The Way We Live Now (Barnes & Noble Classics Series)

The Way We Live Now (Barnes & Noble Classics Series)


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The Way We Live Now, by Anthony Trollope, is part of the Barnes & Noble Classics series, which offers quality editions at affordable prices to the student and the general reader, including new scholarship, thoughtful design, and pages of carefully crafted extras. Here are some of the remarkable features of Barnes & Noble Classics:
  • New introductions commissioned from today's top writers and scholars
  • Biographies of the authors
  • Chronologies of contemporary historical, biographical, and cultural events
  • Footnotes and endnotes
  • Selective discussions of imitations, parodies, poems, books, plays, paintings, operas, statuary, and films inspired by the work
  • Comments by other famous authors
  • Study questions to challenge the reader's viewpoints and expectations
  • Bibliographies for further reading
  • Indices & Glossaries, when appropriate
All editions are beautifully designed and are printed to superior specifications; some include illustrations of historical interest. Barnes & Noble Classics pulls together a constellation of influences—biographical, historical, and literary—to enrich each reader's understanding of these enduring works.

Ruthless greed, relentless self-promotion, corporate swindles and scandals on a grand scale—indeed this sounds like “the way we live now.” Though Anthony Trollope’s title actually refers to 1870s England, his scathing satire of a money-mad culture cuts close to the contemporary bone. At its center stands Augustus Melmotte, a crooked financier whose enormous schemes ensnare an array of avaricious aristocrats, politicians, and “important people.” Among them are Lady Carbury, who earns the family bread by churning out fatuous potboilers (as did Trollope’s mother) and her spendthrift, ne'er-do-well son, Felix, who sets his sights on Melmotte’s dangerously beautiful daughter, Marie. Meanwhile, Felix’s sister, Hetta, falls for Melmotte’s partner, Paul, who’s encumbered with an American fiancée, herself a widow who may have shot her husband. As the frauds expand and the romantic entanglements grow ever more complex, Trollope revels in the antics of his characters while pillorying the corruption of their morally bankrupt society. Nathaniel Hawthorne said it best, praising Trollope for putting England “under a glass case, with all its inhabitants going about their daily business, and not suspecting that they were made a show of.”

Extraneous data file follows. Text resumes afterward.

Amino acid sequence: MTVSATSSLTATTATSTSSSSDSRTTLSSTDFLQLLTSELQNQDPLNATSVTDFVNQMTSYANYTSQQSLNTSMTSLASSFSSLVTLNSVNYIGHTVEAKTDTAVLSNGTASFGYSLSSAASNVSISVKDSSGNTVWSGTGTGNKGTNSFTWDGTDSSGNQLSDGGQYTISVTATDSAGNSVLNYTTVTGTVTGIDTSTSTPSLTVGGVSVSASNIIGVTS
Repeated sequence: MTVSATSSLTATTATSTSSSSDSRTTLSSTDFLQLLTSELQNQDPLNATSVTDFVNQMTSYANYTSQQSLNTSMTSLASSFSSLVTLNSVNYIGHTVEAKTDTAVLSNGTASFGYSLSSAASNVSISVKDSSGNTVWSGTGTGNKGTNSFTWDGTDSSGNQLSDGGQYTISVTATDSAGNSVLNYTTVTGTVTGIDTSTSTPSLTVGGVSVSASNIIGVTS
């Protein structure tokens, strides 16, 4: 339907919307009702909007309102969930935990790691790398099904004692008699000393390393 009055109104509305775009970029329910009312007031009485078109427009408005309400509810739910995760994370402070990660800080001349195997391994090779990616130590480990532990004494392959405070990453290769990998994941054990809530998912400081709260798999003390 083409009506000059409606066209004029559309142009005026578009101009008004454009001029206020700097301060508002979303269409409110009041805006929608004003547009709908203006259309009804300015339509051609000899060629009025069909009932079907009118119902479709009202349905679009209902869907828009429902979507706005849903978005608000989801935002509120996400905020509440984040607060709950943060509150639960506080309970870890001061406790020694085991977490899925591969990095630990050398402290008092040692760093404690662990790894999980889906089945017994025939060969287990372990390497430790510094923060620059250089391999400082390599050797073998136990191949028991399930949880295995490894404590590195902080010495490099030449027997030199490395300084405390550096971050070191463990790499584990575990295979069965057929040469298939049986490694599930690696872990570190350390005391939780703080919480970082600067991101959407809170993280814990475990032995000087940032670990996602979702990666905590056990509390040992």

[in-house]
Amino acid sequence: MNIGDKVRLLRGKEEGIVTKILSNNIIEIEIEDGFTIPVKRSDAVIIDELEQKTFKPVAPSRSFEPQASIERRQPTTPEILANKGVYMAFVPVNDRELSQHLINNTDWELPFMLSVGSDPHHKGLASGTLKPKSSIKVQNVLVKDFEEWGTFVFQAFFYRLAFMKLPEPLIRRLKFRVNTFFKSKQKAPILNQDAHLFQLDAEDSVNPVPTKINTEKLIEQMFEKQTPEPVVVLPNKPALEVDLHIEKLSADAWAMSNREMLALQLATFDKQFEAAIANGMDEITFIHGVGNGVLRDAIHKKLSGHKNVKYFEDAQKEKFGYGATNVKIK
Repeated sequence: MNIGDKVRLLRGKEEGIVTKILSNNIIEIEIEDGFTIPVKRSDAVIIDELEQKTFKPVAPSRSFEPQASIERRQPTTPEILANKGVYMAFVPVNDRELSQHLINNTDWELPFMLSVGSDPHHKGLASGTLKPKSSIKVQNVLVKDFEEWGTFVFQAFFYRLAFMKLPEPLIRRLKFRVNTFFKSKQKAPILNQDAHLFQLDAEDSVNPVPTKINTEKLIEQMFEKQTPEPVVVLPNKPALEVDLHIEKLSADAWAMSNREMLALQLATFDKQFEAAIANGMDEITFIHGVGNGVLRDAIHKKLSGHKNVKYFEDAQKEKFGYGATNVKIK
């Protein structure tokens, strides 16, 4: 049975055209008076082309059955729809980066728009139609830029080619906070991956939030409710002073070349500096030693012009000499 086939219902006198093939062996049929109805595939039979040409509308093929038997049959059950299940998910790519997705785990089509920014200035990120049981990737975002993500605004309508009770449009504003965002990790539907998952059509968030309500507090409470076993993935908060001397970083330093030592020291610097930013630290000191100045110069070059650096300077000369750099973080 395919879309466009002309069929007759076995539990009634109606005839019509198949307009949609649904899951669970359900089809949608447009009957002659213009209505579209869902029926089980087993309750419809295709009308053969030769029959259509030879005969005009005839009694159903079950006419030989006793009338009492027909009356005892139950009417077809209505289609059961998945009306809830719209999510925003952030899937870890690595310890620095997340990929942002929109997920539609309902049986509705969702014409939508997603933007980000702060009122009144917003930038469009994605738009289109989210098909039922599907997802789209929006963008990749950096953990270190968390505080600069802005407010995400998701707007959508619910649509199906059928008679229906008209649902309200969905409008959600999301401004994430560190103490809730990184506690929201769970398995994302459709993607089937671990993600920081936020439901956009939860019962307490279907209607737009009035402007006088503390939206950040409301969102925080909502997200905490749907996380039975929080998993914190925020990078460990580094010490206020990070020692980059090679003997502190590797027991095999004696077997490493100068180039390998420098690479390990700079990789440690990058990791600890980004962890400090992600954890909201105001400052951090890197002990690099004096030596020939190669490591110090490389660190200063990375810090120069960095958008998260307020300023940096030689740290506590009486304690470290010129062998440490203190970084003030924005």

Karen Odden received her M.A. from the University of Michigan-Ann Arbor and her Ph.D. in English literature from New York University. Her dissertation on the medical, legal, and literary discourses that surrounded Victorian railway disasters discusses works by Trollope and his contemporaries, Wilkie Collins, Charles Dickens, M. E. Braddon, and Mrs. Henry Wood. Chapters and articles have appeared in books of literary criticism, anthologies, the Journal of Victorian Culture, and Studies in the Novel; she has taught at the University of Michigan, New York University, and University of Wisconsin-Milwaukee. Currently a freelance writer and assistant editor for Victorian Literature and Culture, she resides in Arizona with her husband and two children.

Product Details

ISBN-13: 9781593083045
Publisher: Barnes & Noble
Publication date: 08/01/2005
Series: Barnes & Noble Classics Series
Pages: 880
Sales rank: 50,471
Product dimensions: 5.18(w) x 8.00(h) x 1.76(d)